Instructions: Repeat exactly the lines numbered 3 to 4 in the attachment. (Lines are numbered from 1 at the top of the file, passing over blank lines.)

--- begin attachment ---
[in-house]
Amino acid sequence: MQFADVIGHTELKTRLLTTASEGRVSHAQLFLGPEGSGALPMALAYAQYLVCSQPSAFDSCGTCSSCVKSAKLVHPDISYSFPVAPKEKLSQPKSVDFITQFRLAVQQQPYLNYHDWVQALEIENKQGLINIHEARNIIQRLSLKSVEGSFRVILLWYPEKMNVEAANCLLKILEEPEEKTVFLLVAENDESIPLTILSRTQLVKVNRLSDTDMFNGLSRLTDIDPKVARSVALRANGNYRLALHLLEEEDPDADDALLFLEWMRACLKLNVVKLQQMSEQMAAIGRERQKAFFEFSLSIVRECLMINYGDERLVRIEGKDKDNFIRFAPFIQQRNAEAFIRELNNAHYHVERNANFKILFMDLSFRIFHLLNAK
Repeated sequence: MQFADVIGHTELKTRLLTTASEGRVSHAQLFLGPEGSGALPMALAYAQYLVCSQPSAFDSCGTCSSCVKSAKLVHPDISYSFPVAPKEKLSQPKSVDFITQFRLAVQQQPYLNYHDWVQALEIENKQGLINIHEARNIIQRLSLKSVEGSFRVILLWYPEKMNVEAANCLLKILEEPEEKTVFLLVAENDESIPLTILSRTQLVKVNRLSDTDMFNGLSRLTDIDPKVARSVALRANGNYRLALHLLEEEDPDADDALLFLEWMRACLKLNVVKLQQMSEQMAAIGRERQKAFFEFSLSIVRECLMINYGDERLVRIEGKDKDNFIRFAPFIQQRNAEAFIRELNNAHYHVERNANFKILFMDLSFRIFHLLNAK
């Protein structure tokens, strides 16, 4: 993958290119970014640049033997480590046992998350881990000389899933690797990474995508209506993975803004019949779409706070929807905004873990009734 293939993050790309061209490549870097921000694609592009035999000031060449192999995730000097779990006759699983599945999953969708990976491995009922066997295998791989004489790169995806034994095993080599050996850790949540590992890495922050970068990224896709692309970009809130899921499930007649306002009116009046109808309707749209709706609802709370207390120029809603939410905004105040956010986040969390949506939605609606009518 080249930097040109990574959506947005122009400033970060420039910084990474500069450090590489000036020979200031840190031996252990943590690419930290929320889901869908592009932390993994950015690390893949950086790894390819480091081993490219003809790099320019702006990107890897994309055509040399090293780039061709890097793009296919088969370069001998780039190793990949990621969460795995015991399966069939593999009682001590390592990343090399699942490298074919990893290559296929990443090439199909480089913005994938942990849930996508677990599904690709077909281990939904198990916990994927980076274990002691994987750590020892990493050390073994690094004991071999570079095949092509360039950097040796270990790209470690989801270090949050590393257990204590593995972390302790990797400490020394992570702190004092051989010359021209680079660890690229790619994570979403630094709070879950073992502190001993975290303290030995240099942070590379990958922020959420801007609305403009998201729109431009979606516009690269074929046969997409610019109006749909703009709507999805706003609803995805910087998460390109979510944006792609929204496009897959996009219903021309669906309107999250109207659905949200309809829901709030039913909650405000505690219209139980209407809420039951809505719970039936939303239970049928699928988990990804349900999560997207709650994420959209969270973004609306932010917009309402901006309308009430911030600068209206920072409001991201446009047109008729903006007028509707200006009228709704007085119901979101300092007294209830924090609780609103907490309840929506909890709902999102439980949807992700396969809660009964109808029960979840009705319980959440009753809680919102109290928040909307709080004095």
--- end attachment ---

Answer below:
Repeated sequence: MQFADVIGHTELKTRLLTTASEGRVSHAQLFLGPEGSGALPMALAYAQYLVCSQPSAFDSCGTCSSCVKSAKLVHPDISYSFPVAPKEKLSQPKSVDFITQFRLAVQQQPYLNYHDWVQALEIENKQGLINIHEARNIIQRLSLKSVEGSFRVILLWYPEKMNVEAANCLLKILEEPEEKTVFLLVAENDESIPLTILSRTQLVKVNRLSDTDMFNGLSRLTDIDPKVARSVALRANGNYRLALHLLEEEDPDADDALLFLEWMRACLKLNVVKLQQMSEQMAAIGRERQKAFFEFSLSIVRECLMINYGDERLVRIEGKDKDNFIRFAPFIQQRNAEAFIRELNNAHYHVERNANFKILFMDLSFRIFHLLNAK
């Protein structure tokens, strides 16, 4: 993958290119970014640049033997480590046992998350881990000389899933690797990474995508209506993975803004019949779409706070929807905004873990009734 293939993050790309061209490549870097921000694609592009035999000031060449192999995730000097779990006759699983599945999953969708990976491995009922066997295998791989004489790169995806034994095993080599050996850790949540590992890495922050970068990224896709692309970009809130899921499930007649306002009116009046109808309707749209709706609802709370207390120029809603939410905004105040956010986040969390949506939605609606009518 080249930097040109990574959506947005122009400033970060420039910084990474500069450090590489000036020979200031840190031996252990943590690419930290929320889901869908592009932390993994950015690390893949950086790894390819480091081993490219003809790099320019702006990107890897994309055509040399090293780039061709890097793009296919088969370069001998780039190793990949990621969460795995015991399966069939593999009682001590390592990343090399699942490298074919990893290559296929990443090439199909480089913005994938942990849930996508677990599904690709077909281990939904198990916990994927980076274990002691994987750590020892990493050390073994690094004991071999570079095949092509360039950097040796270990790209470690989801270090949050590393257990204590593995972390302790990797400490020394992570702190004092051989010359021209680079660890690229790619994570979403630094709070879950073992502190001993975290303290030995240099942070590379990958922020959420801007609305403009998201729109431009979606516009690269074929046969997409610019109006749909703009709507999805706003609803995805910087998460390109979510944006792609929204496009897959996009219903021309669906309107999250109207659905949200309809829901709030039913909650405000505690219209139980209407809420039951809505719970039936939303239970049928699928988990990804349900999560997207709650994420959209969270973004609306932010917009309402901006309308009430911030600068209206920072409001991201446009047109008729903006007028509707200006009228709704007085119901979101300092007294209830924090609780609103907490309840929506909890709902999102439980949807992700396969809660009964109808029960979840009705319980959440009753809680919102109290928040909307709080004095």